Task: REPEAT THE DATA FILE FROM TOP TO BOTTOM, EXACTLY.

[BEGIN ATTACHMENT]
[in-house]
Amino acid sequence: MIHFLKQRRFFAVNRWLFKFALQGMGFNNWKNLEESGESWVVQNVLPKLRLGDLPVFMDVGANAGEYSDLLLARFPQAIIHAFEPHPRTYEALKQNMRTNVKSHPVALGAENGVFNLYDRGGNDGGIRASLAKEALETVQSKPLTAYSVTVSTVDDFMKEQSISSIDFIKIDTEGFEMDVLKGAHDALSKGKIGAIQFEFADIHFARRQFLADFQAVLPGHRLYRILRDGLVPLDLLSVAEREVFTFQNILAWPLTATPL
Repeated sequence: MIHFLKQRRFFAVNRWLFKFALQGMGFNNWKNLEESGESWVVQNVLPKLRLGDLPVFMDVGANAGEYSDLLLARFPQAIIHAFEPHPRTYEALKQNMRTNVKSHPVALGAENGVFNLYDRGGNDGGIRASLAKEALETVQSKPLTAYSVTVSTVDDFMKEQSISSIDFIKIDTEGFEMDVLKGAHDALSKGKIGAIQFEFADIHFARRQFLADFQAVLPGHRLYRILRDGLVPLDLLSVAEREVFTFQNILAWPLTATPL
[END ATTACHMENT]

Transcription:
[in-house]
Amino acid sequence: MIHFLKQRRFFAVNRWLFKFALQGMGFNNWKNLEESGESWVVQNVLPKLRLGDLPVFMDVGANAGEYSDLLLARFPQAIIHAFEPHPRTYEALKQNMRTNVKSHPVALGAENGVFNLYDRGGNDGGIRASLAKEALETVQSKPLTAYSVTVSTVDDFMKEQSISSIDFIKIDTEGFEMDVLKGAHDALSKGKIGAIQFEFADIHFARRQFLADFQAVLPGHRLYRILRDGLVPLDLLSVAEREVFTFQNILAWPLTATPL
Repeated sequence: MIHFLKQRRFFAVNRWLFKFALQGMGFNNWKNLEESGESWVVQNVLPKLRLGDLPVFMDVGANAGEYSDLLLARFPQAIIHAFEPHPRTYEALKQNMRTNVKSHPVALGAENGVFNLYDRGGNDGGIRASLAKEALETVQSKPLTAYSVTVSTVDDFMKEQSISSIDFIKIDTEGFEMDVLKGAHDALSKGKIGAIQFEFADIHFARRQFLADFQAVLPGHRLYRILRDGLVPLDLLSVAEREVFTFQNILAWPLTATPL